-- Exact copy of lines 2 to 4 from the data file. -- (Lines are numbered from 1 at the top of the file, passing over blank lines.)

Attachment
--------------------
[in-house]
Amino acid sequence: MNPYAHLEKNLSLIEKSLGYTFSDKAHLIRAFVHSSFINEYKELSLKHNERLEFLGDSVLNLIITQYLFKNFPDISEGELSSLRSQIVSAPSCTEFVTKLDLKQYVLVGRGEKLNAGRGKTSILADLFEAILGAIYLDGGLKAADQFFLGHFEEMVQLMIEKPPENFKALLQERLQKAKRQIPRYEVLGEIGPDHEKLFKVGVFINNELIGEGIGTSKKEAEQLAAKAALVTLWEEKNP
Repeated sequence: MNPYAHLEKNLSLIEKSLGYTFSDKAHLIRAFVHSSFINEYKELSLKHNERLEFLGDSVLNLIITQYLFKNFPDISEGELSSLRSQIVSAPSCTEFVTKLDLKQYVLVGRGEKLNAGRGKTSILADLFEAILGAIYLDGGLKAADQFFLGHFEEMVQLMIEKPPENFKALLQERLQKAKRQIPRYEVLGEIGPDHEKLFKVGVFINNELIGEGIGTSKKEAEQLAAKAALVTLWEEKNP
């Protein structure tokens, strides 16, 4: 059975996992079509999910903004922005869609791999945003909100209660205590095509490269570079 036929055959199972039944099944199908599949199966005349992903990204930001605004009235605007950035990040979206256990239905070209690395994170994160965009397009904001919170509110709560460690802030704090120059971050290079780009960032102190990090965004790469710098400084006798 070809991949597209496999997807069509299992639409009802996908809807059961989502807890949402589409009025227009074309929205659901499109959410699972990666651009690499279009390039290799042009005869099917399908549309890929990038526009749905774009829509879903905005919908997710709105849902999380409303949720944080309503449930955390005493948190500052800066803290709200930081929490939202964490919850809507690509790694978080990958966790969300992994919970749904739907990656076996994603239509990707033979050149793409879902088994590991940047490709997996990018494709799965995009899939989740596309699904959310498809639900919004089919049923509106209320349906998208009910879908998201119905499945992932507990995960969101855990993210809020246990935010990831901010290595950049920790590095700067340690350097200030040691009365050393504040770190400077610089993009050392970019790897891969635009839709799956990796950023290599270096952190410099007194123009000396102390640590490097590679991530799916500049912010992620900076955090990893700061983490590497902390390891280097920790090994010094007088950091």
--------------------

Amino acid sequence: MNPYAHLEKNLSLIEKSLGYTFSDKAHLIRAFVHSSFINEYKELSLKHNERLEFLGDSVLNLIITQYLFKNFPDISEGELSSLRSQIVSAPSCTEFVTKLDLKQYVLVGRGEKLNAGRGKTSILADLFEAILGAIYLDGGLKAADQFFLGHFEEMVQLMIEKPPENFKALLQERLQKAKRQIPRYEVLGEIGPDHEKLFKVGVFINNELIGEGIGTSKKEAEQLAAKAALVTLWEEKNP
Repeated sequence: MNPYAHLEKNLSLIEKSLGYTFSDKAHLIRAFVHSSFINEYKELSLKHNERLEFLGDSVLNLIITQYLFKNFPDISEGELSSLRSQIVSAPSCTEFVTKLDLKQYVLVGRGEKLNAGRGKTSILADLFEAILGAIYLDGGLKAADQFFLGHFEEMVQLMIEKPPENFKALLQERLQKAKRQIPRYEVLGEIGPDHEKLFKVGVFINNELIGEGIGTSKKEAEQLAAKAALVTLWEEKNP
């Protein structure tokens, strides 16, 4: 059975996992079509999910903004922005869609791999945003909100209660205590095509490269570079 036929055959199972039944099944199908599949199966005349992903990204930001605004009235605007950035990040979206256990239905070209690395994170994160965009397009904001919170509110709560460690802030704090120059971050290079780009960032102190990090965004790469710098400084006798 070809991949597209496999997807069509299992639409009802996908809807059961989502807890949402589409009025227009074309929205659901499109959410699972990666651009690499279009390039290799042009005869099917399908549309890929990038526009749905774009829509879903905005919908997710709105849902999380409303949720944080309503449930955390005493948190500052800066803290709200930081929490939202964490919850809507690509790694978080990958966790969300992994919970749904739907990656076996994603239509990707033979050149793409879902088994590991940047490709997996990018494709799965995009899939989740596309699904959310498809639900919004089919049923509106209320349906998208009910879908998201119905499945992932507990995960969101855990993210809020246990935010990831901010290595950049920790590095700067340690350097200030040691009365050393504040770190400077610089993009050392970019790897891969635009839709799956990796950023290599270096952190410099007194123009000396102390640590490097590679991530799916500049912010992620900076955090990893700061983490590497902390390891280097920790090994010094007088950091």